The People's Library of Occupy Vancouver

Equity, Access and Openness (@OccVanLibrary)

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This teach-in on capitalism was sent to me by one of our lovely librarians. With our eviction a few months behind us, the significance of what we did is coming into greater focus. This is one of the first of many retrospectives by various groups, and we look forward to seeing you this Friday, and at the number of events to follow!


We’re excited to announce the first in our series of teach-ins on capitalism, what it is, and how it works.  Our first event, Capitalism and You, will be held at the Vancouver Public Library on March 23rd.  Are you curious about exactly what it is that we Occupiers mean when we say that we’re protesting against “capitalism?” Or maybe you are an Occupier, and want to gain a clearer understanding of how we all got into this mess, and what some strategies might be for getting ourselves out.  How do all the diverse issues that the 99% are facing tie together, and what can we do about it?  How are we all effected by our economic system, and how can we stand together to make it more just, equitable, and sustainable?  Come on down to the VPL on March 23rd and let’s figure it out together!

Capitalism and You

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Photos: The Library at UBC

One of our lovely community members sent us some lovely shots of our lovely cataloguing session at UBC from two weeks ago. We enjoyed a delicious by-donation lunch, shared some great books and had some amazing conversations. We also got around to cataloguing a few books. Mostly we just nerded out, though.

In short, if you haven’t been to our Friday Library at UBC, you’re missing out! Consider these photos further enticement to join us next week.

Your librarian loves you.

While some have made given attention to the tent as symbol, but I really love how books have been used to protest student evictions and police brutality.

You can’t form a fist with a book in your hand.

Sin Bibliotecas No Hay Paraíso

Porras contra libros – Books against police brutality

Fotos de las manifestaciones en repudio a las cargas policiales contra los alumnos del IES Luis Vives de Valencia. –
Pics of the manifestation against police brutality on teenage students from the Luis Vives Highschool at Valencia. Spain.

“Me podréis romper la mano pero no la voz”

“You may break my arm but not my voice”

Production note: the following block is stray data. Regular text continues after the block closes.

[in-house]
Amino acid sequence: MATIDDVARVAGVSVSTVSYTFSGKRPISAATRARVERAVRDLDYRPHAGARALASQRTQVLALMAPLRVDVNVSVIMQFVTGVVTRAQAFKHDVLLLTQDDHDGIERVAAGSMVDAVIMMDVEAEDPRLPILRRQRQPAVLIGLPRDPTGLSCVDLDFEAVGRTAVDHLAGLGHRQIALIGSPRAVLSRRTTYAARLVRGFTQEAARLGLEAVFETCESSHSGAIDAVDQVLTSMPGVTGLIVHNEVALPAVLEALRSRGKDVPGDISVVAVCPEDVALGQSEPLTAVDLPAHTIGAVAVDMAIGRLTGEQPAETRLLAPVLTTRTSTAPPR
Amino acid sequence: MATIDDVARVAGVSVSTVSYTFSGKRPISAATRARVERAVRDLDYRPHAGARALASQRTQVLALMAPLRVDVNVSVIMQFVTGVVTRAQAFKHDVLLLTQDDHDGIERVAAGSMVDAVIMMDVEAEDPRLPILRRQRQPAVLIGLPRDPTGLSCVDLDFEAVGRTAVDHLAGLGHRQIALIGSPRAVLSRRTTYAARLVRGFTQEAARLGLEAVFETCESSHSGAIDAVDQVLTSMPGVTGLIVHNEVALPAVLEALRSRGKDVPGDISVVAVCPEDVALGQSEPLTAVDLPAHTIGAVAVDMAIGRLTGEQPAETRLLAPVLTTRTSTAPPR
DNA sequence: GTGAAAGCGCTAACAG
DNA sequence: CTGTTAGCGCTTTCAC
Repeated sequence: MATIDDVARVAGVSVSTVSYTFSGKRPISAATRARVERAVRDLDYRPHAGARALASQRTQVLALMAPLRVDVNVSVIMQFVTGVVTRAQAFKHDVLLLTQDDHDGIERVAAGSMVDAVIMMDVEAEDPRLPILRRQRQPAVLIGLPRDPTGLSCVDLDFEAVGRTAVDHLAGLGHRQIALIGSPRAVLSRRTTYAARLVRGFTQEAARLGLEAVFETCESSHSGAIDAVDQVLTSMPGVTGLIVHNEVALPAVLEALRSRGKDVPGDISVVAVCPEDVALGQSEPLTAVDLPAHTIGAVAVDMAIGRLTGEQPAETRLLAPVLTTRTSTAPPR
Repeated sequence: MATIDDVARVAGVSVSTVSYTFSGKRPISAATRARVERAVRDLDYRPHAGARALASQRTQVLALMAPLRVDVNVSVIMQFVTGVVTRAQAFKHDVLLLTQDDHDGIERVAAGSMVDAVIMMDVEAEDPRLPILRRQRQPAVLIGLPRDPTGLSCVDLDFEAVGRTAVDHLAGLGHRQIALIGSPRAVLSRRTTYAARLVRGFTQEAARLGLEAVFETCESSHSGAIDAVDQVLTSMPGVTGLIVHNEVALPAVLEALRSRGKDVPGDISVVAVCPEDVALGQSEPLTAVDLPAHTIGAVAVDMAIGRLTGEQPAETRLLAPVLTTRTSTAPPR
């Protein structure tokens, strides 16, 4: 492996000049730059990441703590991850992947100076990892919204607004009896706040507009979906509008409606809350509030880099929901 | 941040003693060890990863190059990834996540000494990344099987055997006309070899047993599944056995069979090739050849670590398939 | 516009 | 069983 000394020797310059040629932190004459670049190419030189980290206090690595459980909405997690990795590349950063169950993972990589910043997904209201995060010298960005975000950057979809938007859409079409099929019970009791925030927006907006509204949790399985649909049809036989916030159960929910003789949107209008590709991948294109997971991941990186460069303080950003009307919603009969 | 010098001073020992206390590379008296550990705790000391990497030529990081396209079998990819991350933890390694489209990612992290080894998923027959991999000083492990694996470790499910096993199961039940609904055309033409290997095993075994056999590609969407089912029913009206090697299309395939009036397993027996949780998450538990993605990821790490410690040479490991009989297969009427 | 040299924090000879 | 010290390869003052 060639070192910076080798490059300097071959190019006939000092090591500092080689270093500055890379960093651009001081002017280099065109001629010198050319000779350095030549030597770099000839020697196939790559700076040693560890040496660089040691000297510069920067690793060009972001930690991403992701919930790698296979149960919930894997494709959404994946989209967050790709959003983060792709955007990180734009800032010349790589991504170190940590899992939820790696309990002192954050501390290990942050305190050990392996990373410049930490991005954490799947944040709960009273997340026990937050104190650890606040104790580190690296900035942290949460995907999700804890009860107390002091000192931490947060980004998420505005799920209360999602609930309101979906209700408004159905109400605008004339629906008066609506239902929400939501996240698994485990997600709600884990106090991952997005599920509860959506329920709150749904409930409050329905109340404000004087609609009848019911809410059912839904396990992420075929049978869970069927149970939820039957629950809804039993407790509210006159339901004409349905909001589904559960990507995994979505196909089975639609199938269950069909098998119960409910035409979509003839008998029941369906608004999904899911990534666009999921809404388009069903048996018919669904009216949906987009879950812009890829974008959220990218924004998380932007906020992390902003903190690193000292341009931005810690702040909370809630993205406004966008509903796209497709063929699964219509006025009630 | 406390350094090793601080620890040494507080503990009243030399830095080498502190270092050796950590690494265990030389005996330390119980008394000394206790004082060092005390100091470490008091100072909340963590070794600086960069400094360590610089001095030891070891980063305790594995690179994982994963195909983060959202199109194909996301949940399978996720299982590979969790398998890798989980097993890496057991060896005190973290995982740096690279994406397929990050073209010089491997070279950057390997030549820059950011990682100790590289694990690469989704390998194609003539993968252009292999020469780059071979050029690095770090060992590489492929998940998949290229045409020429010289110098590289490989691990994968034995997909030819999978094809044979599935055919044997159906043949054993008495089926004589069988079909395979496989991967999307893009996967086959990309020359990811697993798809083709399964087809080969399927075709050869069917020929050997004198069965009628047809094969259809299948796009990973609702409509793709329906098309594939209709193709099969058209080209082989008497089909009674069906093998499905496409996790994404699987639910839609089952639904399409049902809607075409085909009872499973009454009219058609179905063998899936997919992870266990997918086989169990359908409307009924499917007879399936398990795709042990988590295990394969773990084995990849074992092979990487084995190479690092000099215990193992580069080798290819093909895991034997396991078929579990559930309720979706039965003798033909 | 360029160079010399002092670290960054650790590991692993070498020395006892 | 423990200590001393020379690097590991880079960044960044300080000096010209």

“Teo no va a la escuela”
“Teo isn’t going to school”

“Cuidado, tenemos libros”

“Watchout, we have books”

“Officer, say hello to your family, you are on Youtube”

“Our turn to be the ‘new’ revolution”

“Soy nieta-flauta”

“Nosotros también somos el enemigo”

“We are the enemy too”

Libros contra las porras en la marcha en solidaridad con el instituto de enseñanza media Luis Vives de Valencia. Books against police brutality


Libros contra porras.

“Aquí está la madre que parió a tu enemigo”

“Here`s the mother…

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Consensus on the High Seas: Lessons from 18th-Century Pirate Democracy

It’s been a while since our last recommended reading, but this one is a goodie.

There have been a lot of discussions recently regarding the needs of governance at Occupy. Community members (including self-professed anarchists) have appealed to the police or taken independent and divisive action that the rest of the group didn’t agree with.

But if we don’t agree on the actions of other individuals, and if we can’t agree on a common framework, then what is Occupy? And what is the hope that we will ever re-converge as a “mass” movement, if we have nothing in common to bring us together?

The challenges of governance within the Occupy movement are complex, and new and innovative solutions must be invented to deal with the needs of our complex, globalised movement. While we may idolize Wall Street’s GA or the Paris Commune of yesteryear, different geographies call for different solutions.

Like other Occupies, Vancouver has been challenged to govern itself. More mainstream activists have often advocated a very different type of radical action than the anarchist-leaning community, while “new” activists advocate reinventing governance structures based on everything from corporate organization to computer logic.

In that spirit, I’d like to throw this article into the mix. Peter Leeson of George Mason University offers this analysis of Pirate democracy on the High Seas. It is a story of independence, self-determination, direct democracy and, yes, booty.


Occupy Wall Street Library

Melissa Gira Grant has written an excellent account of the People’s Library and is currently in the final 48 hours of a Kickstarter campaign to pay for design, printing, and postage. (She plans to donate it to occupations around the country.) Melissa has been a wonderful advocate of the library—please help support her project!

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Check out our new Branch Library at the Dharma Lab!

Check out our branch library at The Dharma Lab, on the second floor of 1814 Pandora St!

Happy Holidays from The People’s Library